Sarah Pannell has been busy since we spoke with her last year. The Melbourne photographer took out the People's Choice award at the Independent Photography Festival two years in a row, and has traveled through enough countries to make customs suspicious. We recently bought her a coffee and got her to sit still for 20 minutes to ask her about the 2015 iteration of IPF, her first solo photo book, and photographing a culture that isn't yours.
VICE: IPF is expanding this year and running a fundraiser at the moment, what changes are you expecting?
Sarah Pannell: I think it's got the capacity to get a bit bigger, the momentum and audience is there. I think it had a good energy last time and so it's only natural for it to grow. Hopefully more people from interstate are involved too.
So you're hoping it'll be more of an Australian thing than a Melbourne thing?
I think a lot of people made the trip down for the week last year, and it was definitely worth it, but I think it'll be even more worthwhile this year. It's unique to Melbourne, but it's inclusive at the same time.
You released a book in February, Şehir. Can you tell me about it?
It's a focus on Istanbul and how it's changing, things are pretty turbulent there at the moment. I don't feel I'm the right person to make a comment on Turkish politics, but there are a lot of changes on every level in the last few years. Şehir is a comment on the physical changes, within the neighborhoods, between old Turkey and New Turkey, and how it's becoming more Westernized but the Westernization is also going against the direction of their politics.
Do you find it difficult to convey change in your artwork? It's a concept that can be difficult to photograph.
I think more it's something that happened subconsciously, and I saw it when I looked back and started editing down my shots. That's generally how I work: just combing through hundreds of shots and being able to put something together you can digest and is interesting.
Is travel an essential part of your creative process?
Yeah definitely. I love Melbourne and I'm always motivated to shoot. But going away, going somewhere different, I find it energizing. It doesn't have to be overseas, can be in Australia or even within Victoria.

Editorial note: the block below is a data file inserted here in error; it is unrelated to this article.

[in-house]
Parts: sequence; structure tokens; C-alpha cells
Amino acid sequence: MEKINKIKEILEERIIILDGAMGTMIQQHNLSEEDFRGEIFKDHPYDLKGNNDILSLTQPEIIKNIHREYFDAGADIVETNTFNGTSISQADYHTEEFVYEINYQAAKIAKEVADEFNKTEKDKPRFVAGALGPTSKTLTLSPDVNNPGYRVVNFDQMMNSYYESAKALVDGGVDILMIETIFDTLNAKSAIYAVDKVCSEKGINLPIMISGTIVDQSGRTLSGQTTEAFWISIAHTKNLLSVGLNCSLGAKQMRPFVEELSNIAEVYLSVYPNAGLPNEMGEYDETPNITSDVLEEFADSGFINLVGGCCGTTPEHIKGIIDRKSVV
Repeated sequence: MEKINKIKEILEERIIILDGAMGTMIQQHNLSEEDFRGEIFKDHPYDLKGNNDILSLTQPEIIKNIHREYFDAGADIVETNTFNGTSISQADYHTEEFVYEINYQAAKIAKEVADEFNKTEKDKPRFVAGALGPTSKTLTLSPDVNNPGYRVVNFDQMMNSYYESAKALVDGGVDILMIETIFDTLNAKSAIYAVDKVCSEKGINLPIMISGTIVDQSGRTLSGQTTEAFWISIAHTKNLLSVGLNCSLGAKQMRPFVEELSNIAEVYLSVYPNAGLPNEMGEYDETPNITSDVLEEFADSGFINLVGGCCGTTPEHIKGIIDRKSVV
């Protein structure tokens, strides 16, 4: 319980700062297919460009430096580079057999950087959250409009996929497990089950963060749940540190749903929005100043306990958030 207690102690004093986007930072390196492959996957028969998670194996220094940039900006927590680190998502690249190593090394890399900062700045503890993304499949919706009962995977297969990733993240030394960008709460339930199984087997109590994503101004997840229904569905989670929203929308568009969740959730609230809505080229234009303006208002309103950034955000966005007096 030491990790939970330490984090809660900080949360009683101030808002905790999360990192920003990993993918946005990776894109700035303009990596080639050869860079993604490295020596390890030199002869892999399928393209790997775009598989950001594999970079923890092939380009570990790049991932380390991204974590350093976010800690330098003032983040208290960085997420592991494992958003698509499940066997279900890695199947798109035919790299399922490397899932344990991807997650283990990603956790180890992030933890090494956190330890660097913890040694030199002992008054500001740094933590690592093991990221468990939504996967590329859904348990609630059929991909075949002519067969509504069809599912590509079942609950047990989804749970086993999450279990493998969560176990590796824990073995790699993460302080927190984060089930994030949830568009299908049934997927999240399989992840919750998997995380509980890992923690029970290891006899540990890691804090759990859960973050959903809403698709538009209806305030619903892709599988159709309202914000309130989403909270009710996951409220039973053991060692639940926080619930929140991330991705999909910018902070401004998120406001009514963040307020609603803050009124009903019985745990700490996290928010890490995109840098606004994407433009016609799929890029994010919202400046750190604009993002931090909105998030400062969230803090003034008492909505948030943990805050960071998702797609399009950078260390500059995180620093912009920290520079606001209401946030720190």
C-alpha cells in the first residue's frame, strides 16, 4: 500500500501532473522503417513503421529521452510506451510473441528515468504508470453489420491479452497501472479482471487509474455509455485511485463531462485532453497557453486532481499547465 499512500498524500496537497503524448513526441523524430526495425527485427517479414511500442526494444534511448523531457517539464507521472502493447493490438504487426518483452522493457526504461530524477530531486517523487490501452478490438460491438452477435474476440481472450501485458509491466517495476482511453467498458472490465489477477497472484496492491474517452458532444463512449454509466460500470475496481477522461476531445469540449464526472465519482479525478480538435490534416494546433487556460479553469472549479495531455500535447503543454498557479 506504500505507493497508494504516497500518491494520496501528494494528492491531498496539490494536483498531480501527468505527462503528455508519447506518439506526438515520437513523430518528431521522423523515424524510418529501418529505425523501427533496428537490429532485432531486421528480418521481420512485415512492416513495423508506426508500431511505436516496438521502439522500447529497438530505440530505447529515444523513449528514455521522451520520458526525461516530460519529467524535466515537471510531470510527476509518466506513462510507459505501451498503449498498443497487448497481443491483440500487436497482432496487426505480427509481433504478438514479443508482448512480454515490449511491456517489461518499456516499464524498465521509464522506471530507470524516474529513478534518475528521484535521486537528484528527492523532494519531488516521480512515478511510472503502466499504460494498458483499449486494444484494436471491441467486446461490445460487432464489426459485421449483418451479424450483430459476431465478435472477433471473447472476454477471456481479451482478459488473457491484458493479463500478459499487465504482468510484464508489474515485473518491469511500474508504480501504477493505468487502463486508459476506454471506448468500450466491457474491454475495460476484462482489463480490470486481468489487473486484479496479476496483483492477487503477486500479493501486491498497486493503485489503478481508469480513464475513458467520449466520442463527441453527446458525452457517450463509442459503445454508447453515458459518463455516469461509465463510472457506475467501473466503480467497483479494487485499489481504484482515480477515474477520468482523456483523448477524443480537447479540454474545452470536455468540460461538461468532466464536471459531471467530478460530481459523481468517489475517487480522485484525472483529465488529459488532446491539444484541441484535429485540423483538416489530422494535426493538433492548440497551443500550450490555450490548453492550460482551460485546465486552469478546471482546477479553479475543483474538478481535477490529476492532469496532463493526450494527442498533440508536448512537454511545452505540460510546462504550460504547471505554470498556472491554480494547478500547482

Like walking down a street you haven't walked down before?
Yeah, I'm about to move house and I'm really excited to live in a different neighborhood. When I go to work I always take different ways and cut through random back streets, you just never know what you'll see. I'm not good with routine, I need to switch things up or I get bored.
A lot of shooters take photos overseas. How do you elevate travel photography into something more?
It's something I've been thinking about a lot lately. I see a large volume of what people are shooting through my work at Hillvale. It really makes me think about how I can separate myself from just being a tourist. It's not something I can explain, I guess it's just about the way your train your eyes to pick things up. It's probably being able to recognize something that is actually interesting and hasn't been photographed a million times. But at the same time, everything's been done.
When you're shooting overseas, how do you balance a natural interest in the exotic, with making sure you're not just tokenizing someone else's culture?
I think it just comes down to being respectful. It's almost common sense. Just in general if you're going somewhere foreign, I think you need to have respect and understanding of a different culture.
To help IPF go global, donate here.
Sarah's book Şehir is available now.
Interview by Ben Thomson. Follow him on Instagram: @benjamin_thomson